The resurrection of a failing or even dying organization is often fraught with a sense of panic. To some the panic is so mild that the leaders believe, in their own self-righteous wisdom that they can ‘weather’ the storm. For others, complete chaos ensues and the downward spiral begins to accelerate. How organizations choose to move beyond their current circumstance rests almost entirely on management and corporate identity. In the past I have written a great deal on corporate identity and ‘knowing thyself;’ in a turnaround situation these concepts are jugular.
Organizational change finds its basis with a vision; centrally a vision of something greater than itself. I do have knowledge of organizations whose vision is to wind down and shut down. However, for organizations which have a drive to achieve their true potential; a vision and a visionary are paramount. As I try to distance myself from my recent South East engagement of a turnaround organization, I would like to share some of the ‘DOs and DON’Ts’. Organizational turnaround requires very specialized talent. It requires a leadership team that understands the dynamics of the organization, the market place and how to institute cultural change.
Through my engagement with the firm, one of the senior executives based her entire turnaround process on one of her management books, Good TO Great, by Jim Collins (2001). In the book, Collins examines companies over a 20+ year period to identify those characteristics of companies that catapult them beyond their peer group. Barbara (not her real name) was so connected with Collins’ work that it became her bible, so much so she had everyone on the management team study it. As the executives undertook meetings and strategic visions, they often changed the phrases dispersed throughout the book. In the short time I was engaged by the firm, I was so overwhelmed with the Collin’s mantra I had to get the book myself.
In reading the book and looking back on the organization I am able to see some glaring flaws in Barbara’s vision. Collins professes “get the right people on the bus.” Essentially, have the right people in the right positions and they will do the right thing. My question was, “Who are the right people?” I have come to realize, the right people are those who have the self-discipline and the knowledge to do what needs to be done. They have the unencumbered role to make hard decisions while implementing the vision. These ‘right people’ must be selected from the hoards of candidates in the market place.
Here is failure number one; Barbara’s organization was unable to identify the ‘right’ people. The first assumption in finding the right people is whether the person undertaking the selection process is, in fact, one of the ‘right’ people. Secondly, when seeking a person for a specific role, such as a turnaround, it is essential that the candidate must have done this type of work in the past. As an example, no matter how astute the hiring manager is, hiring a VP of global tax requires knowledge of taxation. Just because the person indicates they have the skill, doesn’t mean they can convert knowledge to action. In a turnaround, time is of the essence, the wrong people on the bus equates to a timely crash!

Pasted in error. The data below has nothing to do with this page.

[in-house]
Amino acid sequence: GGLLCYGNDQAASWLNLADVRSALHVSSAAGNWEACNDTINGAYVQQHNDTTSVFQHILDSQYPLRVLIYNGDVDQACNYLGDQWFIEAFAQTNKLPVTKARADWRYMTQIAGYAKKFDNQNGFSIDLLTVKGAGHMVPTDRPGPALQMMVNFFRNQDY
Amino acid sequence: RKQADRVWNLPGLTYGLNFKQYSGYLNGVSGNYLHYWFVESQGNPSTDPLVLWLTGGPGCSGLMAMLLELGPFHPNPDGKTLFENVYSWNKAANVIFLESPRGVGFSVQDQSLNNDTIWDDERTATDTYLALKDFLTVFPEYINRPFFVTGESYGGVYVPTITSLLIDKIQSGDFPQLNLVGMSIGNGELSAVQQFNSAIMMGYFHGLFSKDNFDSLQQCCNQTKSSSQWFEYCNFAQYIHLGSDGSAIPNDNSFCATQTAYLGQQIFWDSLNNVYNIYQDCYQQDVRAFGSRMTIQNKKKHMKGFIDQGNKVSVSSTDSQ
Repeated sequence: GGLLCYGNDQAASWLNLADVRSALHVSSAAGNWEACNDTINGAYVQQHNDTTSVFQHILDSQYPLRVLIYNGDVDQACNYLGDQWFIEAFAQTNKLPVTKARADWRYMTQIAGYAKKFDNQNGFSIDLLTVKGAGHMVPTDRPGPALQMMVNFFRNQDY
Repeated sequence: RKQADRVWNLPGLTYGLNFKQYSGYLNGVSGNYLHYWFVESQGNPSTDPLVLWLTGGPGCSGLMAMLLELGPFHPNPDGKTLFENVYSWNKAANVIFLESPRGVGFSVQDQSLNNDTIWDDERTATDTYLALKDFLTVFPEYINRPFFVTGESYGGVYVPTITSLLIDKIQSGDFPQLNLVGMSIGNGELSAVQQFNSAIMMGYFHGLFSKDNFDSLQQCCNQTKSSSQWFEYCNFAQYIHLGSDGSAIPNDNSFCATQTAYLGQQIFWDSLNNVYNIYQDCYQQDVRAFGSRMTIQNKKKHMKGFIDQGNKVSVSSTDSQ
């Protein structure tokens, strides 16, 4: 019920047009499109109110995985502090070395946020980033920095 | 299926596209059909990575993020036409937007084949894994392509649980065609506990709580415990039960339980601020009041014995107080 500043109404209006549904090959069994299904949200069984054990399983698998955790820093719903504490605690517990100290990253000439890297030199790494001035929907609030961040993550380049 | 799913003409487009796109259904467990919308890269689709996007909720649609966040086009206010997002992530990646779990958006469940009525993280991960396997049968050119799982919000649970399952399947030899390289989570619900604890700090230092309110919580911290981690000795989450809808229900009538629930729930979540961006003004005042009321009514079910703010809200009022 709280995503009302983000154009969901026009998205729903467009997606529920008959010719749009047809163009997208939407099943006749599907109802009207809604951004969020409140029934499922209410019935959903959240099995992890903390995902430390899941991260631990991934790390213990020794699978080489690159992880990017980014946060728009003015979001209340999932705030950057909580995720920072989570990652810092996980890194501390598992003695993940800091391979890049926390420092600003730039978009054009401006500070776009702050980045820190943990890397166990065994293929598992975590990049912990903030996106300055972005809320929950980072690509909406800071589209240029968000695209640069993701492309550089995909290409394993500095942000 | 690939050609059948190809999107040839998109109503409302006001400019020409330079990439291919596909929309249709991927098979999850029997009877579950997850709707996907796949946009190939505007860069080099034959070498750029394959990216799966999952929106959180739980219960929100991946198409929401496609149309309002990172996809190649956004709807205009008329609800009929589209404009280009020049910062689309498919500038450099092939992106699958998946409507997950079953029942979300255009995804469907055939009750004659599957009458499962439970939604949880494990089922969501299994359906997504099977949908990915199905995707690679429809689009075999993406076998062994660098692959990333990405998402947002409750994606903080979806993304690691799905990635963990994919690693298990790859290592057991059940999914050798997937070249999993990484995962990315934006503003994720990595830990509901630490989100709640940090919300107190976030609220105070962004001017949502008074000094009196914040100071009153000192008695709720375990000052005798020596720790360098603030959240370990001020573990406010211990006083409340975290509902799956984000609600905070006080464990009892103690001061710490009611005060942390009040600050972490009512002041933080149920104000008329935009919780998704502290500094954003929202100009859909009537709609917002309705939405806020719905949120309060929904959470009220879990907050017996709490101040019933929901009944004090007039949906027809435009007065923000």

Often the organization does not have the judgmental skills to identify the required talent necessary to meet the actual needs. To overcome this barrier, organizations should seek the advice of their outside advisors, auditors, tax advisors or their legal counsel.
Having the ‘right’ people also means having the right leader. All the brilliant people in the world, without a great leader will only produce mediocre results. Collins discusses different types of leaders. He settles that the leader must put the company above all else, bring forth humility and professional will. The leader must have ambition first and foremost for the company and concern for its success, well beyond his/her own personal ambitions!
With a strong Collins Level 5 leader and the right people, the organization still must be disciplined. They must know who they are and a vision to their destination. Organizations that chase around the next money making fad end up getting trampled by those organizations that are focused and on the road to greatness. Barbara’s organization is caught in the dilemma of not knowing who they are, what they are good at and what they can be great at. During my short engagement, they believed they were a professional services organization, a software development company, a Six Sigma services organization, and a consulting firm on specialized techniques. Sadly, the company continues to be a sailboat in a typhoon – chaos with no leadership.
One of Collins’ mantras about great companies is their ability to focus on the intersection of three man ideals: i) Being passionate about something, ii) Understanding your economic engine, and iii) Being the best at what you do. Organizations that can achieve all three in a harmonic balance are great. Those that cannot are somewhere on the continuum of mediocre to good. ,
Organizations have the power and ability to change their circumstances. Collins sites numerous references of how companies leap way ahead of their peers and achieve true greatness. In a world overrun by management faddists, brilliant visionaries, ranting futurists, fear mongers and motivational gurus, the achievement of greatness is still possible. It begins with the right leader and the right people; those who have the experience doing what needs to be done. Then doing it! Management research, analysis and literature are no replacement for self-disciplined experience and determination. If this were the case, my reading of Clymer Automotive Manual has made me a class ‘A’ mechanic.